Truly an esoteric sample freak’s wet dream, yet it sacrifices none of its boom-bap-ness and leaves nothing wanting when it comes to fire bars.
Frank Zappa once asked if humor belongs in music. The hip-hop staple So…How’s Your Girl?, now 20 years old, answers that with a resounding yes. After all, they were inspired by some of the best comedy of the era, taking their name from a particularly wigged-out episode of Chris Elliott’s loopy sitcom “Get A Life.”
The group consists of two figures who drove some of the most influential albums in hip-hop. As a producer, Dan the Automator has worked with Gorillaz, Del the Funky Homosapien and Kool Keith in his Dr. Octagon guise. As an MC, Prince Paul has generated his own solo classics (1999’s A Prince among Thieves) as well as creative collaborations with De La Soul, Gravediggaz and MC Paul Barman. As the tongue-in-cheek Handsome Boy Modeling School, their 1999 debut So…How’s Your Girl? was a landmark boasting a potpourri of guests and laugh-out-loud rhymes a-plenty.
Needless to say, quotable moments abound. “Dispensing these rhymes like Pez.” Or “I spit that major play saliva, tailor-made for cypher sole survivor.” Or “My rhymes carry like the weight on Barry.” On tracks such as “The Projects (P Jays),” the humor coexists effortlessly with poignant social commentary (“See ain’t a day out here, ever boring/ Where gunshots keep you up instead of heavy snoring.” The duo revels in polysyllabic wordplay on “Metaphysical (A Good Day),” whose most extraordinary line might be “Investor’s toxic fumigation symmetry cochlear resort.” “Megaton B-Boy 2000” features an extraordinary galaxy-brained El-P verse that is virtually impossible to quote or paraphrase. Not to mention that Fans of Dr. Octagonecologyst will not be strangers to delightful interludes such as the hilarious “Look at This Face (Oh My God They’re Gorgeous),” which samples the television episode that gave the band its name.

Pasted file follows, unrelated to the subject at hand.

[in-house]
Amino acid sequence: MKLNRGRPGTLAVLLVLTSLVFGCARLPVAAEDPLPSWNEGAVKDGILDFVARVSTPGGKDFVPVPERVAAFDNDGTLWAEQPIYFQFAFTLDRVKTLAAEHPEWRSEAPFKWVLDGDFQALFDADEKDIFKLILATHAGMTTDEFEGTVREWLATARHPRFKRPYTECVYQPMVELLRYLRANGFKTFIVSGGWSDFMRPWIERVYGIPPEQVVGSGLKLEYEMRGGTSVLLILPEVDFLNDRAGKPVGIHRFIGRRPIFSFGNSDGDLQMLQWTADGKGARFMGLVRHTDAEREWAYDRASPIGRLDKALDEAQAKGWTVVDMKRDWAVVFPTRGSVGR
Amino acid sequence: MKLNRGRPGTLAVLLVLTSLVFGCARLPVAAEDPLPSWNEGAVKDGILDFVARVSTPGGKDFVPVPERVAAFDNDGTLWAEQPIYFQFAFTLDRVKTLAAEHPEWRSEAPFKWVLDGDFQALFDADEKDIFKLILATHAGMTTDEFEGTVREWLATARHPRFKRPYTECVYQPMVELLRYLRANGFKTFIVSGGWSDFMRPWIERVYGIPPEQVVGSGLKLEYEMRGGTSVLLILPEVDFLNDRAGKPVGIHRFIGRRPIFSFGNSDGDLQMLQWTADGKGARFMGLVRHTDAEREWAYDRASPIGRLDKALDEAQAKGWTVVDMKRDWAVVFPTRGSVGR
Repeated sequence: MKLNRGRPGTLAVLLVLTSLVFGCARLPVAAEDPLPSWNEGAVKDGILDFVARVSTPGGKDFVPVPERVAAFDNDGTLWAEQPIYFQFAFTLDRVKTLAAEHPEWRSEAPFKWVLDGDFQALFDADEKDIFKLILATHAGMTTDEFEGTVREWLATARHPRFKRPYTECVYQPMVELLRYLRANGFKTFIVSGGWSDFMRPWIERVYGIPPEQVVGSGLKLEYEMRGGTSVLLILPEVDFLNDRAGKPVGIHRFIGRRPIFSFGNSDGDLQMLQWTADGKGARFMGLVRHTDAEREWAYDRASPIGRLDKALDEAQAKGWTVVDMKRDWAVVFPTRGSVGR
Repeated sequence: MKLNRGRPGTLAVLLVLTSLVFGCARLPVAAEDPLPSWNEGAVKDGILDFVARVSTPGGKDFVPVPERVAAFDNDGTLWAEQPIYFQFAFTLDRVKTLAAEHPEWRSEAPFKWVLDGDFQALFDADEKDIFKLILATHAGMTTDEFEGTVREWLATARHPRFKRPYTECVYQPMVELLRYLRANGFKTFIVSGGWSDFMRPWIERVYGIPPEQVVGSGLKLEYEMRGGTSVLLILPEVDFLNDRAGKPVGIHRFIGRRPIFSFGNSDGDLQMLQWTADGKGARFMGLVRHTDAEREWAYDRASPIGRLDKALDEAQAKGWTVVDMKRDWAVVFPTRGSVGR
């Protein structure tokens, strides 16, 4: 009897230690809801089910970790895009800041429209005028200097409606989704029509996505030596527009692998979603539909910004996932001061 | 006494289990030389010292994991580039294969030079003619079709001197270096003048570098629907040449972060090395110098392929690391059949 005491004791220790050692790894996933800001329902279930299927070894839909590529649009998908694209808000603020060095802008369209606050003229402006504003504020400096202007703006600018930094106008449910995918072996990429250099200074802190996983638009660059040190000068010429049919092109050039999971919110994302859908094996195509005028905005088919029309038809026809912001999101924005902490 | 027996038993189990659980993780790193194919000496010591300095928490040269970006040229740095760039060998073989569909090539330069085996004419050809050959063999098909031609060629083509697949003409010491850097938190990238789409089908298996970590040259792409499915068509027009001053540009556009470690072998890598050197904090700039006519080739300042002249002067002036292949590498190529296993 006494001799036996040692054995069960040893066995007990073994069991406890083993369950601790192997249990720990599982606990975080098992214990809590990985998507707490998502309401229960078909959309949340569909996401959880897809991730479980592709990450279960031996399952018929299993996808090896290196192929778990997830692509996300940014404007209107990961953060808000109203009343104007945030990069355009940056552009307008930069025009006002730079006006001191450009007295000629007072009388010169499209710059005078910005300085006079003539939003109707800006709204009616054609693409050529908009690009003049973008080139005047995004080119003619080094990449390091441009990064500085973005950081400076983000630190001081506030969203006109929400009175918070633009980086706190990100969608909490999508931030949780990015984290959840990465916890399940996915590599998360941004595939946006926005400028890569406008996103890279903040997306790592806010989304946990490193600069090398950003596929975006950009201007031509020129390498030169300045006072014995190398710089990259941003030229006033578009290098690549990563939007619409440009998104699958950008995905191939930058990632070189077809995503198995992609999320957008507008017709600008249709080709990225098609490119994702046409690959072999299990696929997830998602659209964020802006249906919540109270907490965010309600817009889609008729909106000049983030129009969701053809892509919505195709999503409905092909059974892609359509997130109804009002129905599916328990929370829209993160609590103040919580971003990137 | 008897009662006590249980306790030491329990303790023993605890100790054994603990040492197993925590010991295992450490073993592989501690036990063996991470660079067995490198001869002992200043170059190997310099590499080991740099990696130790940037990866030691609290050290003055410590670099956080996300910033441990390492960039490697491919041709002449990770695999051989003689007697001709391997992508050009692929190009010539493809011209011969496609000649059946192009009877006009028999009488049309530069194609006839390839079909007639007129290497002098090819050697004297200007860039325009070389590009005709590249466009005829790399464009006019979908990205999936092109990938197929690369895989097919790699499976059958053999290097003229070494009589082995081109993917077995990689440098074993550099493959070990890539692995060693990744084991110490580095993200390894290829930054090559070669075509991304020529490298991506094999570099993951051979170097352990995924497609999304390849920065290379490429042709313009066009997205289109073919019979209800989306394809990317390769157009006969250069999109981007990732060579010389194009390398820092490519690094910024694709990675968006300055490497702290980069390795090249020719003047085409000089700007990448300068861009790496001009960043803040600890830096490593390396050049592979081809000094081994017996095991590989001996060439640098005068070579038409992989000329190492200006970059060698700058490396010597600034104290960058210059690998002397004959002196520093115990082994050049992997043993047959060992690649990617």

Tracks such as “Once Again (Here to Kick One for You),” featuring Grand Puba and Sadat X, are more overtly geared toward lyrical wordplay. Others such as “The Truth” showcase Dan’s soulful production or, on “Holy Calamity (Bear Witness II),” DJ Shadow-assisted turntablism wizardry. Elsewhere, no less than Don Novello (as Father Guido Sarducci) and fellow SNL castmate Tim Meadows show up to deliver the spoken goods.
Throughout, the album’s sheer musical and lyrical invention is nothing short of sobering, 20 years later, to a contemporary listener—it is truly an esoteric sample freak’s wet dream, yet it sacrifices none of its boom-bap-ness and leaves nothing wanting when it comes to fire bars.
But ultimately, the album’s most thrilling element remains its unabashed eccentricity. We inhabit an era in which eccentricity and flamboyance are (thankfully!) no longer verboten in the hip-hop era. And there is no doubt a longer and more nuanced story to tell about how such elements have always existed, in one form or another, throughout the idiom’s history. But it is hard not to pine for the unique extravagance of certain ‘90s albums–several of which bear the imprint of these Handsome Boy graduates.
Whether they are aware of it or not, several of today’s weirdos owe a great debt to innovators like Dan and Paul and the many others who made So…How’s Your Girl? the album it is. Look at these faces: they are pioneers, Magellans of hip-hop’s Id who charted a course toward horizons we are still exploring today.